Creativity,  Family,  Homeschool,  Intentional living,  Minimalism

Minimalist Homeschool: How I Keep Things Simple

Starting my minimalist homeschool journey was scary.

I didn’t know when I started we would be a minimalist homeschool family.

I started the way most homeschool moms do- by asking a lot of questions. I Googled homeschool curriculum and looked through too many options with high price tags.

I just wanted someone to tell me exactly what I need to get started. I didn’t want to spend hundreds on a curriculum only to find it needed supplementation and additional resources.

I talked to a lot of people. I would meet a random mom at a park and ask if they homeschooled. Then I would pick their brain to see what they did. The idea of having an 8 hour day teaching my kids at home seemed insane. But that’s what a lot of people were doing. I didn’t think I could handle that.

Then I started hearing some new terms. Like “unschooling.” This is a term for a way to educate that has literally no formal schooling. It is defined as ”an informal learning that advocates learner-chosen activities as a primary means for learning.”

And I thought, okay. If people can adequately teach by doing practically nothing proactive or using officially written curriculum, then I can’t do less than that.

How I Discovered Minimalist Homeschooling

It started when I began searching for “free homeschool curriculums” and came across what I fell in love with. We ended up starting with Easy Peasy at allinonehomeschool.com. It is a curriculum written by a missionary mama who felt spiritually guided to never charge for what she had written.

As a missionary family they travel a lot. So she started creating learning materials for her children that were mostly online This meant that she did not have to carry and store books, paper, endless homeschool materials we are all familiar with.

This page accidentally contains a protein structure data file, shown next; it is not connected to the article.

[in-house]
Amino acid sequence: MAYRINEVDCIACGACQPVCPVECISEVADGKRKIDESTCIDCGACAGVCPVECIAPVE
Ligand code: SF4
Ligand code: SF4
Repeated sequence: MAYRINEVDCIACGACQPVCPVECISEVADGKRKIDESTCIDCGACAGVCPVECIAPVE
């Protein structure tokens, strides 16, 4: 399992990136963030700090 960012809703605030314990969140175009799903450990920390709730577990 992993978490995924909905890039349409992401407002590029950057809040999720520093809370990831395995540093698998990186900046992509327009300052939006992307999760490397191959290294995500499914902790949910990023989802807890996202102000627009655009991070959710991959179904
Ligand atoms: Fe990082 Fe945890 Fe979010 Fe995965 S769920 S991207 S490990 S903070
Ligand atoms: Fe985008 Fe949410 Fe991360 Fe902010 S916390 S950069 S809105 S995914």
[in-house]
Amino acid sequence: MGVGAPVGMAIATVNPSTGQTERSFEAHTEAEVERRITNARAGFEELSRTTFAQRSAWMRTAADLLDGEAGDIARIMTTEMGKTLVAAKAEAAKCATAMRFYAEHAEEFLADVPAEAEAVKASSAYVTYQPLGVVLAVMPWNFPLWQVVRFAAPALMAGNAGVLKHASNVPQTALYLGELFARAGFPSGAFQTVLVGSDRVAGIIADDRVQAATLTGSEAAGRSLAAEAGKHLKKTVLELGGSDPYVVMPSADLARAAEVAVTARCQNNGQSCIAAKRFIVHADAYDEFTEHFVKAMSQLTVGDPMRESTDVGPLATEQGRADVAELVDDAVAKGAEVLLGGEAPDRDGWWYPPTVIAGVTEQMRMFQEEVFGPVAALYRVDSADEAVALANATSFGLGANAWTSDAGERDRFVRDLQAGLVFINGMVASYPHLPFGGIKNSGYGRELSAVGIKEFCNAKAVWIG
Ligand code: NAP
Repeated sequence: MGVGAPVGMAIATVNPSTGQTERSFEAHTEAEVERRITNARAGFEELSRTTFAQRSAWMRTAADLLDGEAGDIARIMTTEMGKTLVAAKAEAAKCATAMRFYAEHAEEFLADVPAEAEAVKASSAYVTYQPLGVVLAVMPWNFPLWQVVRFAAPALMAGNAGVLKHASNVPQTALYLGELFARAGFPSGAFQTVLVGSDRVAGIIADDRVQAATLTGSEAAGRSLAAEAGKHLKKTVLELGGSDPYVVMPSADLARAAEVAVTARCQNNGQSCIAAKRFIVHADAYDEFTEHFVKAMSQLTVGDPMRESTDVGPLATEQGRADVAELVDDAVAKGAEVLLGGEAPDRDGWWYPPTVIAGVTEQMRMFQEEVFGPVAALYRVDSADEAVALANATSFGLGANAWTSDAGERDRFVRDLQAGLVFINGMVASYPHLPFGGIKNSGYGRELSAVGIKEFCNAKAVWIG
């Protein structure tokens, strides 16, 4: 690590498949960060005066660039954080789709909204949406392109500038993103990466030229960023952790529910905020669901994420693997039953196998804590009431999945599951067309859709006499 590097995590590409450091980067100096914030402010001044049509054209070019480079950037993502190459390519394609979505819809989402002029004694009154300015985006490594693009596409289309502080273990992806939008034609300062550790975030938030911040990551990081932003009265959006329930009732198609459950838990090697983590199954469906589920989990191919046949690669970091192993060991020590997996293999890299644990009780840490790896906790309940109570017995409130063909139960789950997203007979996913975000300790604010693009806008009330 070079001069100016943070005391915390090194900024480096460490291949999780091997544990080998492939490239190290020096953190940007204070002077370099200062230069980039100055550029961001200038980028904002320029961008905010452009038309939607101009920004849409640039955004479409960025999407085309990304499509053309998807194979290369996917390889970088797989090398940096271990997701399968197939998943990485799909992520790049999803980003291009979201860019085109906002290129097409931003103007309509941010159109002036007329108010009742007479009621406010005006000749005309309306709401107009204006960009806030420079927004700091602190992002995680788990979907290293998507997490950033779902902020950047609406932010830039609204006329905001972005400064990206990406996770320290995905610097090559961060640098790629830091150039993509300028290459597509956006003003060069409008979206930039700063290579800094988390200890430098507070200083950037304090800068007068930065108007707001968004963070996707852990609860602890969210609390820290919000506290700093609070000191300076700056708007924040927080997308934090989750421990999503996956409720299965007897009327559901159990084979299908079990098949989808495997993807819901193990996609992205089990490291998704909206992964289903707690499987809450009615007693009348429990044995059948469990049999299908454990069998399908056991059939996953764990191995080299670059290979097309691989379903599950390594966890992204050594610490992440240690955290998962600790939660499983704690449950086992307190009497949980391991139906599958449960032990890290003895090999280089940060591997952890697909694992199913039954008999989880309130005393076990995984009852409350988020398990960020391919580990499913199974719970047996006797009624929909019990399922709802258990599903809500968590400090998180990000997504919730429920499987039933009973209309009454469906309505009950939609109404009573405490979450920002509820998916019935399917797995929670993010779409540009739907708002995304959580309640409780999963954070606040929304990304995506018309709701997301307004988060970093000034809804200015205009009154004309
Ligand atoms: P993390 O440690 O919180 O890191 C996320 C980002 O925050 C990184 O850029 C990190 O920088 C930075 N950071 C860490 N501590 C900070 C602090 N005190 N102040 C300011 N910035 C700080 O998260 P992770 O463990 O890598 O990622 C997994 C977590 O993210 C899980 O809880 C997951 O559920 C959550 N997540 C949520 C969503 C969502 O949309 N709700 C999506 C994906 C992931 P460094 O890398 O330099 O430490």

How I Use The Online Homeschooling (At Easy Peasy)

Most of the courses can be completely done online. Younger levels require writing of course as kids learn to read and write, so you will need a bit more paper or writing materials in the beginning. You can use your own paper, print their worksheets or buy their printables in a workbook on Amazon so you don’t have to worry about all that ink.

To avoid having to buy paper or store worksheets, I started using page protectors. So for every written lesson I clip a page protector on top of the workbook and allow my kindergartner to use dry erase markers on the worksheet. This way the workbook can be reused for my other kids. So I currently am still working offline and do not need a printer, and I have 2 thin workbooks we use daily.

What Our Minimalist Homeschool Day Looks Like

I had heard from so many other moms that homeschooling would take 4-8 hours a day. That is not at all what our day looks like.

Right now we use 3 little workbooks with a dry erase marker and page protector and no extra paper.

We do handwriting, reading and math daily. The assignments are all minimal. We spend about 30 minutes a day on these activities. And if you think it’s not sufficient… it is. My 5 year old is a 2nd grade reading level already.

For electives for now we do a “science craft” with some homeschool friends down the street once a week. We pick a monthly theme and do weekly crafts, or start a lapbook and add to it weekly until the end of the theme. We ask what the kids want to work on. Next year we will follow Easy Peasy’s electives, which range from 5-10 minute lessons daily to some that are once a week.